Another thing missing from Matheson’s original outline was the stranded away team. While Roddenberry and associate producers John D.F. Black and Robert Justman all loved the core concept, they thought that it was a bit too lean for their show. Matheson wasn’t happy about their comments, feeling that the ship-side story was more than enough for an episode of TV, but when his first draft was delivered, it featured Sulu and the landing party stranded on Alfa 177.

“I was a little disappointed that Roddenberry built in a necessity to have a ‘B-story’ about the members of his crew stuck on the planet,” Matheson later said. “I can see why he did it, because ‘B-stories’ seemed to be a very regular occurrence in television in those days, and maybe still are.”

Roddenberry sent Matheson a list of changes he wanted made to the script, foremost being that Dr. McCoy had replaced Dr. Piper since the pilot. He included a copy of the revised writer’s bible for the show and told Matheson “You will find a cynical “H.L. Mencken” quality which will be most helpful in your script which does use the Doctor considerably.”

In addition, Roddenberry wrote that they should be careful when portraying the “Evil” Kirk as a brute, mentioning that if he’s more cunning, there’s a greater danger attached to him. He also mentioned that the removal of his base impulses should have an effect on the “Good” Kirk as well, leaving him unable to make the gut decisions that’d gotten him where he was.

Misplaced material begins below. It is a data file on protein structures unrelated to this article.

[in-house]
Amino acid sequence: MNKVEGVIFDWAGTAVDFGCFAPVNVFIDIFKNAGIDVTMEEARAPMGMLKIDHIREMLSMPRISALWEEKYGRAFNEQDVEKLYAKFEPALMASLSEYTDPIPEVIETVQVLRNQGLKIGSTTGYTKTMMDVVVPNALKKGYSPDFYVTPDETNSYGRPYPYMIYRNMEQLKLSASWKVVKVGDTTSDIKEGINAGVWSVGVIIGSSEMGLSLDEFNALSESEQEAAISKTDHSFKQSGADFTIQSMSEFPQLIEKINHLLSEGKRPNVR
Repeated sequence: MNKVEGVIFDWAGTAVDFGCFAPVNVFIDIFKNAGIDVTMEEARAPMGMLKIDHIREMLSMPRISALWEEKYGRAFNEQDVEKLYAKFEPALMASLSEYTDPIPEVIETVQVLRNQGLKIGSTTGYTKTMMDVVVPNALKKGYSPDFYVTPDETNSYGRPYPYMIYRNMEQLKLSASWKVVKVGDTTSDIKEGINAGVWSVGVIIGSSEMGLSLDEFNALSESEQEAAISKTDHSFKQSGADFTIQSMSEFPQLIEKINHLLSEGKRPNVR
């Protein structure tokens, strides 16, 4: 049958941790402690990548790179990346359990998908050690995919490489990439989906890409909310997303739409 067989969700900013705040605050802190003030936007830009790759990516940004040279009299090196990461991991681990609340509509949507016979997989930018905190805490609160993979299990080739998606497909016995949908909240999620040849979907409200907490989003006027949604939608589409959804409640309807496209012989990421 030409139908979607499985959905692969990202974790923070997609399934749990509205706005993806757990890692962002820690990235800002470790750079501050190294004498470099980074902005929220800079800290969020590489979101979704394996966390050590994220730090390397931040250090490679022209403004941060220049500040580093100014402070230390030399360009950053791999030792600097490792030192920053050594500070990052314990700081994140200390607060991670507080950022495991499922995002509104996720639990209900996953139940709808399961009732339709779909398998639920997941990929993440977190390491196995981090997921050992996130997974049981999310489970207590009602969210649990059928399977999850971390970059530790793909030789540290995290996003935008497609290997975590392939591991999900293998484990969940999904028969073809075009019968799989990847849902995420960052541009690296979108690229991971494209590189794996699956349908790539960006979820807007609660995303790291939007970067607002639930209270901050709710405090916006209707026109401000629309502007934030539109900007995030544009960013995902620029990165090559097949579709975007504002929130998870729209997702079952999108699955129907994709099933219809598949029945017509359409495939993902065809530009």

This change, along with Roddenberry and team’s insistence that Spock and McCoy’s personalities should be a key part of the proceedings, was exactly what the screenplay needed to become as effective as it is. When combined with a slate of good performances, “The Enemy Within” stands out as an episode of Star Trek that improves with multiple viewings.

An Aside
Even with her fantastic performance, Grace Lee Whitney walked away very unhappy with the episode, especially the last scene in which Spock says “The imposter had some very interesting qualities, wouldn’t you say, Yeoman?”

In her autobiography, The Longest Trek: My Tour Of The Galaxy, she wrote:

“I can’t imagine any more cruel and insensitive comment a man (or Vulcan) could make to a woman who has just been through a sexual assault! But then, some men really do think that women want to be raped. So the writer of the script (ostensibly Richard Matheson - although the line could have been added by Gene Roddenberry or an assistant scribe) gives us a leering Mr. Spock who suggests that Yeoman Rand enjoyed being raped and found the evil Kirk attractive!”

Whitney also recounts that she’d had difficulty getting into the moment when shooting the scene in which Rand confronts Kirk after the attack. It had been several days and bringing out so much emotion was proving difficult. To help her, Shatner slapped the young woman across the face and the cameras began rolling.

A Second Aside
Director Leo Penn saw an opportunity to play up a dramatic moment with Spock’s line “There’s only one conclusion—we have an imposter aboard.” Originally the penultimate scene in Act One, Penn moved it to immediately before the act break to give the line its proper “oomph.”